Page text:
Boxes of hats and T-shirts, fliers and stacks of notes were laid out about the Friendship House at the beginning of August as staff and clubhouse members got ready for Friendship House’s 30th birthday party on Aug. 31.
Established in 1988 out of an existing program at Samual Mahelona Medical Center, Friendship House is a part of the state Department of Health and provides social rehabilitation and community for adults with mental illness.
Bowling and movie outings, partnerships with Walk for Life and Kauai United Way, and an employment program keep members connected to each other and the community, and a clubhouse model provides responsibility for all the members in a safe and family-oriented setting.
Located in the blue building across Kuhio Highway from Kealia Bluff, the clubhouse has a full kitchen and space for outdoor and indoor games, an office and clerical space for record- keeping and administration. It currently has 69 active members.
In the midst of party planning, staff member Iris Ijima, member and meal planner Felina Butay and director Terry-Ann Moses took a moment to chat about Friendship House with The Garden Island newspaper, and share a bit about what the clubhouse means to them.
TGI: Terry-Ann, you mention you’re the newest person to Friendship House. How long have you been director and what made you all decide to throw a party?
Terry-Ann: One of the reasons why it was perfectly fine for me to move from Miami to here was that I got to work at a clubhouse. The continuity of a clubhouse, it functions as such that both the members and the staff are working side by side to do the work of the clubhouse. It was comfortable moving here because I knew they’d show me around.
You don’t have to depend on needing another staff person to show you the ropes because the members take great initiative in telling you what to do. You never have to worry about anything. If you’re not doing things the right way or putting something where it doesn’t go, they’ll let you know.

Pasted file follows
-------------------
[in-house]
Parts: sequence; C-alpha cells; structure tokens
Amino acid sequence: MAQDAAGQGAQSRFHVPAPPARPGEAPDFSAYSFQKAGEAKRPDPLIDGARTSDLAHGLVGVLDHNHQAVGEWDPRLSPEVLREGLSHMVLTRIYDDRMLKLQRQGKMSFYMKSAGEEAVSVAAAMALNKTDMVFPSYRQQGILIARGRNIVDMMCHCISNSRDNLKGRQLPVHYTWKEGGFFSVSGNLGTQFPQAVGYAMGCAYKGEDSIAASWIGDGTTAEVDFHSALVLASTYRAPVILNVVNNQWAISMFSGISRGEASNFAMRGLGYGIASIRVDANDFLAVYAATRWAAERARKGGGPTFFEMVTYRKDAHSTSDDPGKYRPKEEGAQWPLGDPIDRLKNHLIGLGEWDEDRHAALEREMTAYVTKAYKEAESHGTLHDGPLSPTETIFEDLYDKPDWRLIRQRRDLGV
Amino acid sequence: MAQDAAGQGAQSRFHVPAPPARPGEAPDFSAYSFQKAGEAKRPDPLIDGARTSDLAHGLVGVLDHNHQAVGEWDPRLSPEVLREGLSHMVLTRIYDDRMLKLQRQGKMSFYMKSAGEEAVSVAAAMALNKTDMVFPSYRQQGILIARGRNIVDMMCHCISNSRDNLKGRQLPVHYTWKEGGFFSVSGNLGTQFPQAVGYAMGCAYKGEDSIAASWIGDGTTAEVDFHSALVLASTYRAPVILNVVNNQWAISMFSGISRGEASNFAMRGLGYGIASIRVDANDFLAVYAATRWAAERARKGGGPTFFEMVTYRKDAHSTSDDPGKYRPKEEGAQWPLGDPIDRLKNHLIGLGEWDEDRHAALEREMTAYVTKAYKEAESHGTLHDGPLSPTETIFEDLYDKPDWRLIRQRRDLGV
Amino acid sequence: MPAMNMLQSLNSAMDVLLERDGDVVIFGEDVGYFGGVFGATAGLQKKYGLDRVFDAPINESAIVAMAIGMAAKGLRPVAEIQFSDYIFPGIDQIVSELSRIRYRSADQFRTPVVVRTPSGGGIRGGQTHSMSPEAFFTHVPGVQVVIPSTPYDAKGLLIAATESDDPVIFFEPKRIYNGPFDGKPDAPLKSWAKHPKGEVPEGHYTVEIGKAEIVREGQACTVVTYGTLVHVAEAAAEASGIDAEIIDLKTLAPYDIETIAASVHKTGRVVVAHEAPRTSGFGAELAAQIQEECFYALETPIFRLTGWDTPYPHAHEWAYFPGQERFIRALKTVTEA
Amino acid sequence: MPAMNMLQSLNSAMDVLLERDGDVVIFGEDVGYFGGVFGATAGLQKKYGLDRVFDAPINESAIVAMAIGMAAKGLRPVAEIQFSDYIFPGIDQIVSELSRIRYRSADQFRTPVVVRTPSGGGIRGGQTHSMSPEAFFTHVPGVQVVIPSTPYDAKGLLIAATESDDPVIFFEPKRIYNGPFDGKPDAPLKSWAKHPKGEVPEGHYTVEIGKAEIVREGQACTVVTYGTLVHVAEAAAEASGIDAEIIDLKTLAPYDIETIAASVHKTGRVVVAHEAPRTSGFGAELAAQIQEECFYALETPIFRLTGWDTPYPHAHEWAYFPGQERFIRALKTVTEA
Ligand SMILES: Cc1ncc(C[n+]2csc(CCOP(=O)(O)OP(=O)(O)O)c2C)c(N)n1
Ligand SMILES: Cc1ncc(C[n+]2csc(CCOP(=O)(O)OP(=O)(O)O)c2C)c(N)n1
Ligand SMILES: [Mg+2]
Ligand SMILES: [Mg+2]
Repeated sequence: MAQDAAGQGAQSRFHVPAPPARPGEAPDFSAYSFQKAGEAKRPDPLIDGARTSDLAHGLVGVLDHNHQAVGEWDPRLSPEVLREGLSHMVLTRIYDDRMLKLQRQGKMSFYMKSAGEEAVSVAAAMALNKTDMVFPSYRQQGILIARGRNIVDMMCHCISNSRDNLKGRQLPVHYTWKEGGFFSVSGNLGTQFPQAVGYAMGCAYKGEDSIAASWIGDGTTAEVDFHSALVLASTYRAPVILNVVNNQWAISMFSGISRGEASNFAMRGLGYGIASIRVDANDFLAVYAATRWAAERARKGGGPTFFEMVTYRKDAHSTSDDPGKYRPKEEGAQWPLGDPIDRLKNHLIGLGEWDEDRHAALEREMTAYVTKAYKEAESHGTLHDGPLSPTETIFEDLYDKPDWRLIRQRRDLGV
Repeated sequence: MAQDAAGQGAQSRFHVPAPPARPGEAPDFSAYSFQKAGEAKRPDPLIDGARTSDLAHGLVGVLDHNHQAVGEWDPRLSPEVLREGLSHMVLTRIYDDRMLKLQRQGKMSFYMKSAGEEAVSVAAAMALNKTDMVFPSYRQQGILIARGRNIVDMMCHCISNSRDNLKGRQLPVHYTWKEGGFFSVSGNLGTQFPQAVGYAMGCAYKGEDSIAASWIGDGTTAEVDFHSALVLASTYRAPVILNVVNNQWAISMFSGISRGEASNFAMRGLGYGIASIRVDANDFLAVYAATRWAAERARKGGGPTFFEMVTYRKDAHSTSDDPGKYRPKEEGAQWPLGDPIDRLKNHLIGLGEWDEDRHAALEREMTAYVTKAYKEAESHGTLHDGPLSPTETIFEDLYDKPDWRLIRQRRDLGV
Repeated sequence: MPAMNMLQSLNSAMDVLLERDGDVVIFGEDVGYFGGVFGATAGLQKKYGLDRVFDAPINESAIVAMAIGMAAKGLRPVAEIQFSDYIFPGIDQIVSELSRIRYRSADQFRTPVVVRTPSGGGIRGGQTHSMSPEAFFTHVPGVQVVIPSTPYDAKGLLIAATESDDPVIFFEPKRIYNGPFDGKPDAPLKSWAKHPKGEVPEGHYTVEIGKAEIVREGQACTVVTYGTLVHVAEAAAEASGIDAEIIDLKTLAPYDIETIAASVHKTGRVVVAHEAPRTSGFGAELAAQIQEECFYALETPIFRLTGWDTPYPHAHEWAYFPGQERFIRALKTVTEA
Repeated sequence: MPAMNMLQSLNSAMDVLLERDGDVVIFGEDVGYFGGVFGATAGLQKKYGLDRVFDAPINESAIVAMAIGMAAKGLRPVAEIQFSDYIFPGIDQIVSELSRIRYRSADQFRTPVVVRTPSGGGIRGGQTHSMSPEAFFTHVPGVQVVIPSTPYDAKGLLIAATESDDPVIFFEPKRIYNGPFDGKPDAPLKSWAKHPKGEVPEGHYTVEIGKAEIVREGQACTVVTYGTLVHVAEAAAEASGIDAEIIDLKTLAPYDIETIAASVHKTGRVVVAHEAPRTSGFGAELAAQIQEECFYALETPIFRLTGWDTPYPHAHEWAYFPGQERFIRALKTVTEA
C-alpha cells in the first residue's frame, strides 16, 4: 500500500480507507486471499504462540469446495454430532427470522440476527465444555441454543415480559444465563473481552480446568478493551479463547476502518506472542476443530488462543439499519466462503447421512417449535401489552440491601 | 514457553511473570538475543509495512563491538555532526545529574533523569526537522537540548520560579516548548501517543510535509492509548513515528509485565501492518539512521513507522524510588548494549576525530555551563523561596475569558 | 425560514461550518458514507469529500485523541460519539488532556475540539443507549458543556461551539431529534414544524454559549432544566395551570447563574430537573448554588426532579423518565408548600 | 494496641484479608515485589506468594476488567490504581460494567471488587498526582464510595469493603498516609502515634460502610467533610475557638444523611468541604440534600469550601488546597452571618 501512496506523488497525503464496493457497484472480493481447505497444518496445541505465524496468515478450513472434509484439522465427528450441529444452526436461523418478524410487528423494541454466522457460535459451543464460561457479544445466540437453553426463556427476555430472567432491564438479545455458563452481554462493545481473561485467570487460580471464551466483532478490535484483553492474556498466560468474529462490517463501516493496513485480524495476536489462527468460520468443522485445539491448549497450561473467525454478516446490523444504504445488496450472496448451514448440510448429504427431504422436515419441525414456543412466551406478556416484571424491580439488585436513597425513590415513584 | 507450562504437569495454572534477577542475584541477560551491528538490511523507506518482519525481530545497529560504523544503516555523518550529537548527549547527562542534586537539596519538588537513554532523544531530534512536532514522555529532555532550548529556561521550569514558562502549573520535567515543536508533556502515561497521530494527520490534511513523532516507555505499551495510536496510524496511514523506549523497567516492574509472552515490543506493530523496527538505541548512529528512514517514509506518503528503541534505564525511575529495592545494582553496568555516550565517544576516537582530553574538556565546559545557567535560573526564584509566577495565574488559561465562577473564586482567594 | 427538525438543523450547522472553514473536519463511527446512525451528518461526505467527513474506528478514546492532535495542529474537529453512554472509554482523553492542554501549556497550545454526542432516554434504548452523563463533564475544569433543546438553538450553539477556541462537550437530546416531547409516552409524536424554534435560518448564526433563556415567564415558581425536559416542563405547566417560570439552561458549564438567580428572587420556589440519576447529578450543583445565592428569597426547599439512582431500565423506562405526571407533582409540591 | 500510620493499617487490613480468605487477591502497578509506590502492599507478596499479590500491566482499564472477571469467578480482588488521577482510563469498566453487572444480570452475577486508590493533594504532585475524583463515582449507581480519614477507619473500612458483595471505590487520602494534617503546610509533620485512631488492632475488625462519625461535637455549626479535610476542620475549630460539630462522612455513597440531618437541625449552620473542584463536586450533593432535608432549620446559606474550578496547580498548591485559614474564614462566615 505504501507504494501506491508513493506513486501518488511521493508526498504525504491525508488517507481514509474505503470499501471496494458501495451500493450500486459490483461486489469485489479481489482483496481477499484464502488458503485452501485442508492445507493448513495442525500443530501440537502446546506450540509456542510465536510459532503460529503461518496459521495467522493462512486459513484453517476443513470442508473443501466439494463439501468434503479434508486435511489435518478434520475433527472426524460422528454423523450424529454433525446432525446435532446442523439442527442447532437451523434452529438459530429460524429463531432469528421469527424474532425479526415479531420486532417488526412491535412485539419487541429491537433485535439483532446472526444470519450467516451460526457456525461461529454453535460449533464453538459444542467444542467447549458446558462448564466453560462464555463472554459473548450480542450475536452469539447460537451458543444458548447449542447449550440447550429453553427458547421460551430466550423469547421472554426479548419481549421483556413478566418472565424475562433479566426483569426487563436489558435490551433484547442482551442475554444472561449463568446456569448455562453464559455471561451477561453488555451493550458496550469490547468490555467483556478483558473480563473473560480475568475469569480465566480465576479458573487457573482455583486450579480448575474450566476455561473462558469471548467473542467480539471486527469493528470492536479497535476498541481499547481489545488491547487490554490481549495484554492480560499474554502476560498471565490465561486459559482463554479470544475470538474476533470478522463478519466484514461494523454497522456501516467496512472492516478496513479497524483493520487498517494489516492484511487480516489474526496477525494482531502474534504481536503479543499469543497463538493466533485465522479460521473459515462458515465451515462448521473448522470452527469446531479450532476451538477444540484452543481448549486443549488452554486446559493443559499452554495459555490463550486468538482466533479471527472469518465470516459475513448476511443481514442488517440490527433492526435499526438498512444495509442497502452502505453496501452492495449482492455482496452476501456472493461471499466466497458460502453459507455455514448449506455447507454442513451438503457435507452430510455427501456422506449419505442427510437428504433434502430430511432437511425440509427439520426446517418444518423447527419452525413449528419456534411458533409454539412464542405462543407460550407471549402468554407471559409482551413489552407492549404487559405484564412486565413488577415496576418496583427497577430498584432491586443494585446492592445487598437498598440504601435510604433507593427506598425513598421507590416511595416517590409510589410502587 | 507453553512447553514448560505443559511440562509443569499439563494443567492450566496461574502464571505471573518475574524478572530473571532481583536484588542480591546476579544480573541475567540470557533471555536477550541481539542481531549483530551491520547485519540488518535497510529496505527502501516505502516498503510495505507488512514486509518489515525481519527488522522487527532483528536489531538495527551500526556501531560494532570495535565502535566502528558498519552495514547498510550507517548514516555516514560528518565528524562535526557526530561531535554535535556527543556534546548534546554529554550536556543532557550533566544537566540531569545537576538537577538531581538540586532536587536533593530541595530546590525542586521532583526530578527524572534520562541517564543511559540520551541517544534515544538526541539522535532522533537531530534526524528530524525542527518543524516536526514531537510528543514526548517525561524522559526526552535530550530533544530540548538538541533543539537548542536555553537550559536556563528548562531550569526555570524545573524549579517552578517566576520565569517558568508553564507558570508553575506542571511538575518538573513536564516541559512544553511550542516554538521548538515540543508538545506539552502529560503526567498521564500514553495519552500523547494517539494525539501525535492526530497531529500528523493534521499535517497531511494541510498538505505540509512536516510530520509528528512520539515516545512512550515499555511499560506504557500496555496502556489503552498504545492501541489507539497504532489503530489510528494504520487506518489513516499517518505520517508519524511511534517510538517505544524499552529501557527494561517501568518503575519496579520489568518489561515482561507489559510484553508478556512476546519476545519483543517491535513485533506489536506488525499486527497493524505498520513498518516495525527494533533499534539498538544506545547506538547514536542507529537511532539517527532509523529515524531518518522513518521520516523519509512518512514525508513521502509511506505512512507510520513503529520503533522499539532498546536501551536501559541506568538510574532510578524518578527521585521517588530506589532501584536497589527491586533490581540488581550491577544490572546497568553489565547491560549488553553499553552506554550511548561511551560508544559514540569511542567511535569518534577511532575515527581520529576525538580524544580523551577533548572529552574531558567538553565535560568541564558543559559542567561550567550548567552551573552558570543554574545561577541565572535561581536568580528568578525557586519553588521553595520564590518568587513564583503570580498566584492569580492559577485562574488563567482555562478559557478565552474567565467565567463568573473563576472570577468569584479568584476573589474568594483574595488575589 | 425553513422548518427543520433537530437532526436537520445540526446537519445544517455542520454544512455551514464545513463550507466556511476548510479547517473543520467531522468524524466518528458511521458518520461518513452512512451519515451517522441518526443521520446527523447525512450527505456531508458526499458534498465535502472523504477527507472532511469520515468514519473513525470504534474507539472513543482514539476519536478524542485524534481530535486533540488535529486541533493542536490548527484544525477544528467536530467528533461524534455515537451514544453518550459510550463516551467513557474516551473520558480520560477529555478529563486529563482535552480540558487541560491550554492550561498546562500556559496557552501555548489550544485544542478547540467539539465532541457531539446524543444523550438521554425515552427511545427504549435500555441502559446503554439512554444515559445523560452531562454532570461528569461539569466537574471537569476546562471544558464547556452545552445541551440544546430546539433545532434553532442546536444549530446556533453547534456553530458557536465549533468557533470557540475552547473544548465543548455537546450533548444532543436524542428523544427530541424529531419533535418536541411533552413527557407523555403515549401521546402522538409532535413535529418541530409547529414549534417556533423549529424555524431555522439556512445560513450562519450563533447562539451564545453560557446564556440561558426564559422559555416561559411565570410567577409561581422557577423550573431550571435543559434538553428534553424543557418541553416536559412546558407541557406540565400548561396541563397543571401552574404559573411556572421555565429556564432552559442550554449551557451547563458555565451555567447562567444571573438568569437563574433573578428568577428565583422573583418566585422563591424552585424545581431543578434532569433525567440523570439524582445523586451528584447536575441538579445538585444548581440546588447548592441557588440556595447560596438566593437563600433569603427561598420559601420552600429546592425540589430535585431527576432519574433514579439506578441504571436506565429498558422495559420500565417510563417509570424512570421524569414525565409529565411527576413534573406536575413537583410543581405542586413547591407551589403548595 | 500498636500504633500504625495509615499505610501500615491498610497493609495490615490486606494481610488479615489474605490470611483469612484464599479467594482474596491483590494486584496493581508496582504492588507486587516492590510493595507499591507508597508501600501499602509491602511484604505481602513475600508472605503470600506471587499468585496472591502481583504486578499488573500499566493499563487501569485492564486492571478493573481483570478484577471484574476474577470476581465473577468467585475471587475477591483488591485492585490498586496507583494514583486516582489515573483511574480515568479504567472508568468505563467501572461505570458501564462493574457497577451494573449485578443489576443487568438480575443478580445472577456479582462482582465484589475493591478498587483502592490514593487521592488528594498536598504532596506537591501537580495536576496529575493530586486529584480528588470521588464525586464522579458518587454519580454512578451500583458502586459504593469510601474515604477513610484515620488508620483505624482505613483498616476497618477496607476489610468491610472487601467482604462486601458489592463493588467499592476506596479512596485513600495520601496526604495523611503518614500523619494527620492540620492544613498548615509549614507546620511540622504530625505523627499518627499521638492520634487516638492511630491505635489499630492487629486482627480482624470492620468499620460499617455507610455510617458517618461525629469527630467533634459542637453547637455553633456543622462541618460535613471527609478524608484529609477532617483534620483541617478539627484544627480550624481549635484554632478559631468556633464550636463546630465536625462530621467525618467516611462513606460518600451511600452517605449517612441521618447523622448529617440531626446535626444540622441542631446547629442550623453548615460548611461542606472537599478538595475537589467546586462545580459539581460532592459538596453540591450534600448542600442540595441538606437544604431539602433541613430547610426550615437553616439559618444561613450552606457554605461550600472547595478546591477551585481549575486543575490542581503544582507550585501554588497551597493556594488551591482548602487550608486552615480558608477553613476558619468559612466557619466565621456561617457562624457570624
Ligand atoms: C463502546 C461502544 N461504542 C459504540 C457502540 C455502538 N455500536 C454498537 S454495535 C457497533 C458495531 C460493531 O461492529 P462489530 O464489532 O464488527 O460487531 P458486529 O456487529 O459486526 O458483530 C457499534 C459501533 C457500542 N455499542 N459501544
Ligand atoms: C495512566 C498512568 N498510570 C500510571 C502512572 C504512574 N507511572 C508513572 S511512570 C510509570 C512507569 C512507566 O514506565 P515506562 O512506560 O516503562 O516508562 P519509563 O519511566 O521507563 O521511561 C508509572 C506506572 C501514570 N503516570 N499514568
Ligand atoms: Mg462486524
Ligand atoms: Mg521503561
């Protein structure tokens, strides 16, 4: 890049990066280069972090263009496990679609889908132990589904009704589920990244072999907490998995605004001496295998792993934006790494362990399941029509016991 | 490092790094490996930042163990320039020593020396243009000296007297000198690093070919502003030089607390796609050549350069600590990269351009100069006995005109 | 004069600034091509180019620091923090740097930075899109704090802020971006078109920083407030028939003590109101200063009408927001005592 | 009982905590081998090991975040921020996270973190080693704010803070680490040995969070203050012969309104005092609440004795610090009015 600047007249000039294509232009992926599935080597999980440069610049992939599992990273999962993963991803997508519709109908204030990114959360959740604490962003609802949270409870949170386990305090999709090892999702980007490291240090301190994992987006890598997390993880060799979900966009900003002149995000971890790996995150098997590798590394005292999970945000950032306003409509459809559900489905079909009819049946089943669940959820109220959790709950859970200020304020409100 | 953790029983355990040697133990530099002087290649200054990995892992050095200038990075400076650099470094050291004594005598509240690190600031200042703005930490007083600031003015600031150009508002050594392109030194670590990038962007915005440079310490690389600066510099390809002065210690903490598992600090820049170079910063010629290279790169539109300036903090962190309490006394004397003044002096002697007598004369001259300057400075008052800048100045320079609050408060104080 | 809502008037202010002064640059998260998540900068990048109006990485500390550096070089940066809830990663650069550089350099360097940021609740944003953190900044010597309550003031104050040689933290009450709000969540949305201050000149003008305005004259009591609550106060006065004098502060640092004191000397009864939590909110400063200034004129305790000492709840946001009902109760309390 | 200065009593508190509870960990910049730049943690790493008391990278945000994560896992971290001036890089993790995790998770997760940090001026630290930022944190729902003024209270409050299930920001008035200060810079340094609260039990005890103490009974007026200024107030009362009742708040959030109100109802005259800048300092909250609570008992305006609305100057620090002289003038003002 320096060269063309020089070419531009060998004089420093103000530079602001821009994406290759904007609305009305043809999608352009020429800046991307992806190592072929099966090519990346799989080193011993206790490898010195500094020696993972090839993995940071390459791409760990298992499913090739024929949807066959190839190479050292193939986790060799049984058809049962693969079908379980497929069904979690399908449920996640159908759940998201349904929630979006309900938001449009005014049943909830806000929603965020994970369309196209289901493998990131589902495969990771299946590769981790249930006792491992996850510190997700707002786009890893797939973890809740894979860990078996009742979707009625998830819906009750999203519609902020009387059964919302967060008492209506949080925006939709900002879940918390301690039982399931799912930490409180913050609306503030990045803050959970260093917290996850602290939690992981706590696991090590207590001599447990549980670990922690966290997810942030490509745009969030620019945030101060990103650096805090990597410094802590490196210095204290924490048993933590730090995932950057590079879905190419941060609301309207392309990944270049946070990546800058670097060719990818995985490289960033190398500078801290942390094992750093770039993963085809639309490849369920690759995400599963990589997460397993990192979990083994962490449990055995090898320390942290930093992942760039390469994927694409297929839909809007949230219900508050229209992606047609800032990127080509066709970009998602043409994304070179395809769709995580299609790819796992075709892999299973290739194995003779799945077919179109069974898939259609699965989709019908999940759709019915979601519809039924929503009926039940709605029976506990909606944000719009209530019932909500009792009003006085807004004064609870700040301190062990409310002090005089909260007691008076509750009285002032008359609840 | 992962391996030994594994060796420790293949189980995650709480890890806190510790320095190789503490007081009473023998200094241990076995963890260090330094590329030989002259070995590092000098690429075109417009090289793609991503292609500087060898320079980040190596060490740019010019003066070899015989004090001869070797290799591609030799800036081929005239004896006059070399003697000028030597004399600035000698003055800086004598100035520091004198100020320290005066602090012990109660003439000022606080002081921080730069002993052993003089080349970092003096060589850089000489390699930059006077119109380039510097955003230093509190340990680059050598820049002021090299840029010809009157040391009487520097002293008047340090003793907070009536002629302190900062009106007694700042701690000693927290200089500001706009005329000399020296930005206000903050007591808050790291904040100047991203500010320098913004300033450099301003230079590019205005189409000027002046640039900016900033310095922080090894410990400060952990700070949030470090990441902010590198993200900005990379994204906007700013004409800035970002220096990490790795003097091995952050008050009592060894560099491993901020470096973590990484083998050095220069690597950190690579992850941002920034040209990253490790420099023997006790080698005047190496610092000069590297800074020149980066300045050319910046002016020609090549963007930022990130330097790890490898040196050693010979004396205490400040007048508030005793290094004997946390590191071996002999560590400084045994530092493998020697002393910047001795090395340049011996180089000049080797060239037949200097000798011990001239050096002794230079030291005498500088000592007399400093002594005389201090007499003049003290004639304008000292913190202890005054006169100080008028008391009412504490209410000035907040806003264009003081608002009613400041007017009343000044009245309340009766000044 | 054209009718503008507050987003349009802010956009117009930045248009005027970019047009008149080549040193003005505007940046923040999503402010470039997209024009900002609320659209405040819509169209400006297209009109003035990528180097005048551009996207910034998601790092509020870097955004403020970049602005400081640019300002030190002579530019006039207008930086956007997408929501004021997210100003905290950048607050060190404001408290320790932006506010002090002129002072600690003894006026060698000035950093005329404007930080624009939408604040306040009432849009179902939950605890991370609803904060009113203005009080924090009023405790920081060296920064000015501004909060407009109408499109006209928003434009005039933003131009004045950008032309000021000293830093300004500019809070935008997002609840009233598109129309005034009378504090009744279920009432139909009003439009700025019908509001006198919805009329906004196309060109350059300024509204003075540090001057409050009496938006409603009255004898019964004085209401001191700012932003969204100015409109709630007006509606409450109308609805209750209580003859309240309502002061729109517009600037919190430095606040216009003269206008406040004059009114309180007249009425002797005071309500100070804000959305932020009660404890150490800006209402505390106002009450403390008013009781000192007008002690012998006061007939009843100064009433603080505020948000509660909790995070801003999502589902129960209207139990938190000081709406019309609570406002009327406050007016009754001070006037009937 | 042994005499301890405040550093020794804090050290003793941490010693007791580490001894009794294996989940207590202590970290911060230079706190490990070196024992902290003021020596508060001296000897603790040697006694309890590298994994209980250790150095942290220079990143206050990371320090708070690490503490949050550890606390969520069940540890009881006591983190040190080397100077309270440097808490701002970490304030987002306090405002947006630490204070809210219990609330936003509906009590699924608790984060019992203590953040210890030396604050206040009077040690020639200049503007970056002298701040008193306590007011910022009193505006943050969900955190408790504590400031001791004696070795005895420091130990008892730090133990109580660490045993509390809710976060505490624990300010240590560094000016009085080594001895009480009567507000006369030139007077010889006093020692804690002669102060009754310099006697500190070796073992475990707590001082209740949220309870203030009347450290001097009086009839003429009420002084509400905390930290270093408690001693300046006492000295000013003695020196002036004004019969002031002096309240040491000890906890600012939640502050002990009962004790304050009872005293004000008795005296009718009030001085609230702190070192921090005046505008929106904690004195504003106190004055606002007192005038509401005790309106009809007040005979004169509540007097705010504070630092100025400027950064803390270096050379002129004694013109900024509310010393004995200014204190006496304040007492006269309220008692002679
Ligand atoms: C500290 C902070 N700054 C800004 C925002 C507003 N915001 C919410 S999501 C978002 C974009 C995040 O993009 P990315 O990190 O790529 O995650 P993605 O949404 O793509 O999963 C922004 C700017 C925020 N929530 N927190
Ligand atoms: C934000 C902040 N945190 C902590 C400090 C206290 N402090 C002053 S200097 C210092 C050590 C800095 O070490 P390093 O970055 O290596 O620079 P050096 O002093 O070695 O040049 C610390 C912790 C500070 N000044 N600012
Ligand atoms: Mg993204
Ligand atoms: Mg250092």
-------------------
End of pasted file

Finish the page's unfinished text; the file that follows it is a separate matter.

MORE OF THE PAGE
So we decided to do the party, in part I decided to do the party, because it seems like no one really knows what we do here at Friendship House. I’m the newest to the bunch — I’ve been here two years and about two months — and of course, new to the island, everyone wants to know where I’m from and what I do. When I told them I work at Friendship House, everyone said they drive past it but really don’t know what we do.
That’s a shame. We’ve been in the community for 30 years and it’s a remarkable achievement, mainly because of people like Iris and Felina, who do the daily work and come regularly and put in the effort of maintaining the clubhouse throughout whatever members and staff come and go. Having that consistency and stability should be celebrated. We’re going to be 30! We should have a party!
TGI: What can we expect on Aug. 31 and how are you guys preparing for it?
Terry-Ann: That’s the meeting we had earlier today. We’re having a program that we put together and we’re doing a silent auction and a raffle, games and prizes, and we’re having food trucks come by. We’ve got the taiko drummers performing and our own musical group, The Friendlies, they’ll be performing as well.
That group is made up of the members, us staff members, we just do the copies and help with sound and make T-shirts or whatever they need.